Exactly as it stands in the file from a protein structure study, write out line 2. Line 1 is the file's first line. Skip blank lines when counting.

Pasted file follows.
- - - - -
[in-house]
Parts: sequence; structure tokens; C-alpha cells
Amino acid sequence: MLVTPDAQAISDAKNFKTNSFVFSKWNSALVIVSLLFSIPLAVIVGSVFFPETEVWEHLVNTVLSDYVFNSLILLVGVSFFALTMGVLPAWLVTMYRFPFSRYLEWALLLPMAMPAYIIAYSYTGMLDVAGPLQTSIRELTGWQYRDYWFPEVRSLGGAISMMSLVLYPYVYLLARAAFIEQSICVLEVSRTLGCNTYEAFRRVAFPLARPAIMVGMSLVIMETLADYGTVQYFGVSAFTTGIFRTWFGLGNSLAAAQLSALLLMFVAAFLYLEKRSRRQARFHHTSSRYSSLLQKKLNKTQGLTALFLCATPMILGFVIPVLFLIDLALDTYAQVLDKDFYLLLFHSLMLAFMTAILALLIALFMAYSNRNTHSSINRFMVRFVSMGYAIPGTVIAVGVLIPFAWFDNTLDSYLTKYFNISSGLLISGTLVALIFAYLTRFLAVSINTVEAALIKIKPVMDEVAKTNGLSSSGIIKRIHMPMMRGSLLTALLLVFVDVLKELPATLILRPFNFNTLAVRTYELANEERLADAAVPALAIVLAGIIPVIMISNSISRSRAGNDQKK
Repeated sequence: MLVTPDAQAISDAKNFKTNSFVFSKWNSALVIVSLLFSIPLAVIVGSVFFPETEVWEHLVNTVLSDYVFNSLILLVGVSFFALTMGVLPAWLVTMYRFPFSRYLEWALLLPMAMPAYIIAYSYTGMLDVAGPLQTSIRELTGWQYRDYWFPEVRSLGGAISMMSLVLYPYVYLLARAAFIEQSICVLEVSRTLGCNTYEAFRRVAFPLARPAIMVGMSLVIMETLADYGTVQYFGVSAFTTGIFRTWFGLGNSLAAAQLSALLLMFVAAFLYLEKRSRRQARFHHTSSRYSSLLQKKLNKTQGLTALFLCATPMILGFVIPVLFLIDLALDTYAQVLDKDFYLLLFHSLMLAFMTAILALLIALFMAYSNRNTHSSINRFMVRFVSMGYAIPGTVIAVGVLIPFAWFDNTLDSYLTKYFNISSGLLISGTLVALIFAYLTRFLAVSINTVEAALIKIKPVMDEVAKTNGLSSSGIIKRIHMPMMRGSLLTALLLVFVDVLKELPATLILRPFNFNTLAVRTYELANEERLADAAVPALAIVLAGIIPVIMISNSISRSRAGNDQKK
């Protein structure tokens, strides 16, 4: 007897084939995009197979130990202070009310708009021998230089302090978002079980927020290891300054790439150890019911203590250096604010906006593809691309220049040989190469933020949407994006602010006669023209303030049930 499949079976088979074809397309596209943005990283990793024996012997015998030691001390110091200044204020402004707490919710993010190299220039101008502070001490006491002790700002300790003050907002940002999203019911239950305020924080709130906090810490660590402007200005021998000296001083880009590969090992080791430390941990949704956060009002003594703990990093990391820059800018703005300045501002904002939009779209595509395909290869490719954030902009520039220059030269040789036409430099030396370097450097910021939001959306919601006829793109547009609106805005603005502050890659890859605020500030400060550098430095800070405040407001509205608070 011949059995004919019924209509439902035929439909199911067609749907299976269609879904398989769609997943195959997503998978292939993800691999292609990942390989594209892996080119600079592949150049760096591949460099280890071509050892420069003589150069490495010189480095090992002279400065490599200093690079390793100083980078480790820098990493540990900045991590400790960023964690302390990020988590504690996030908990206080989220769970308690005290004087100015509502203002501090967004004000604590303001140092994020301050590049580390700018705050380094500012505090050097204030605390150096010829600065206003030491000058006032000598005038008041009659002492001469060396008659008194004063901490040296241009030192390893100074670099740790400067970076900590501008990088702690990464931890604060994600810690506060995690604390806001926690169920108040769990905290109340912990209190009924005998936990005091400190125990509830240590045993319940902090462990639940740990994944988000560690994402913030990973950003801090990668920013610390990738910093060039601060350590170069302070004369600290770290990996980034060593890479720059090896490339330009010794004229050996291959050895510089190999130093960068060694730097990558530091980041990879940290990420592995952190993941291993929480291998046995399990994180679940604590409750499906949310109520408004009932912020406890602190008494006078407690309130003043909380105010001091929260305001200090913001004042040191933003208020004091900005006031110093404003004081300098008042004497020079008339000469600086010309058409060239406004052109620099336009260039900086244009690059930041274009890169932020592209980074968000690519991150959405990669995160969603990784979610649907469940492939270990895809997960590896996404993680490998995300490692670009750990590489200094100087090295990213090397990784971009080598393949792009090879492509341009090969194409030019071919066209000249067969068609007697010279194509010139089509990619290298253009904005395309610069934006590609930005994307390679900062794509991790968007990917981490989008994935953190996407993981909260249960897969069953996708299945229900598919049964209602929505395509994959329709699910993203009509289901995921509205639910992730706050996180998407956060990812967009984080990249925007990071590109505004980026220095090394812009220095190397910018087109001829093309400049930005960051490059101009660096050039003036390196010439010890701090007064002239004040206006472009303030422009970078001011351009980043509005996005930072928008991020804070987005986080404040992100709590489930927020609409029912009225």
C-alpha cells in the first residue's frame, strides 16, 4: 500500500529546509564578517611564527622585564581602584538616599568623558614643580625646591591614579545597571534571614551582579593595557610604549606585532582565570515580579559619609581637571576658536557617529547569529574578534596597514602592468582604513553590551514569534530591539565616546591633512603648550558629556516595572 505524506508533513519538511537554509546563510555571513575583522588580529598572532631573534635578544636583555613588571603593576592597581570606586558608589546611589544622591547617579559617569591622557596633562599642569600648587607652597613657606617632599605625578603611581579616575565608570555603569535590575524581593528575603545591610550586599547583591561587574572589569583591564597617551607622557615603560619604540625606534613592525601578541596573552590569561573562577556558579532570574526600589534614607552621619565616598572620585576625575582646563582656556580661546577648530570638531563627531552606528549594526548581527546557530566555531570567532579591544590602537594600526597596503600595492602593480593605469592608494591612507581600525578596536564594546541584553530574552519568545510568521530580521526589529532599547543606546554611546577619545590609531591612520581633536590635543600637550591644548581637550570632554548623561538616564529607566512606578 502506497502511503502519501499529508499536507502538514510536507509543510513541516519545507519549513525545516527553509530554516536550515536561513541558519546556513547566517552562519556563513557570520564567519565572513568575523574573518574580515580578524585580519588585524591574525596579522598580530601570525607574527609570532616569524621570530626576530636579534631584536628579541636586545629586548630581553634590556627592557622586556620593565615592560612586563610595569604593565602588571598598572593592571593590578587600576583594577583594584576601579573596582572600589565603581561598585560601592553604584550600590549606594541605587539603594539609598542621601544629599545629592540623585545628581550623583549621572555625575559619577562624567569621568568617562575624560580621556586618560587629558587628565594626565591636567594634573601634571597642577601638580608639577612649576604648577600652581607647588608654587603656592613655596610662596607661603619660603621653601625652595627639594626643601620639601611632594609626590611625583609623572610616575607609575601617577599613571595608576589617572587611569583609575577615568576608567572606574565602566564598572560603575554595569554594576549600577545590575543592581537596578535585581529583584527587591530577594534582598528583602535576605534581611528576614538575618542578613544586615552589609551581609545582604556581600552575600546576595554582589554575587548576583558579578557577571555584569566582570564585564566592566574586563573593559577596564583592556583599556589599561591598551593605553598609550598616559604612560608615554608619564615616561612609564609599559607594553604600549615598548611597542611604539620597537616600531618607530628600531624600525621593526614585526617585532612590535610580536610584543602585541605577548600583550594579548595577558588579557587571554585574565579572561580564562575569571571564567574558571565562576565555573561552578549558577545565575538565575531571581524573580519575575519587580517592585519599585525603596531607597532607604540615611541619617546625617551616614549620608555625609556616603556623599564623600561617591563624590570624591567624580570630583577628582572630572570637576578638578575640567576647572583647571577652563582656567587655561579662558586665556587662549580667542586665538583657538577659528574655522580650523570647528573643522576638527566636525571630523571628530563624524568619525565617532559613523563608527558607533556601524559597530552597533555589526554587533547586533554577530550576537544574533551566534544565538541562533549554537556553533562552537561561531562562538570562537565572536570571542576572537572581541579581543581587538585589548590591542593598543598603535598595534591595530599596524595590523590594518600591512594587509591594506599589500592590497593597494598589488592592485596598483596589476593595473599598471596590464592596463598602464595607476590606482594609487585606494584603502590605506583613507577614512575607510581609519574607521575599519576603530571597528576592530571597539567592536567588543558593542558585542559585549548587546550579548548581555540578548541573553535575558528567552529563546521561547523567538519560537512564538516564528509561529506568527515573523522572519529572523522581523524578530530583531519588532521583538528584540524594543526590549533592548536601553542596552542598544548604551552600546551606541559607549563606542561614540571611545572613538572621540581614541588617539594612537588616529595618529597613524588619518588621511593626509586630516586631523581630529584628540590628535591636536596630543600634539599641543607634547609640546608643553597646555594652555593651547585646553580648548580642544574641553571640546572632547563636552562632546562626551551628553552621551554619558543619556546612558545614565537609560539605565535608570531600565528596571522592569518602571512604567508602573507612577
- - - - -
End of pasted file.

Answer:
Parts: sequence; structure tokens; C-alpha cells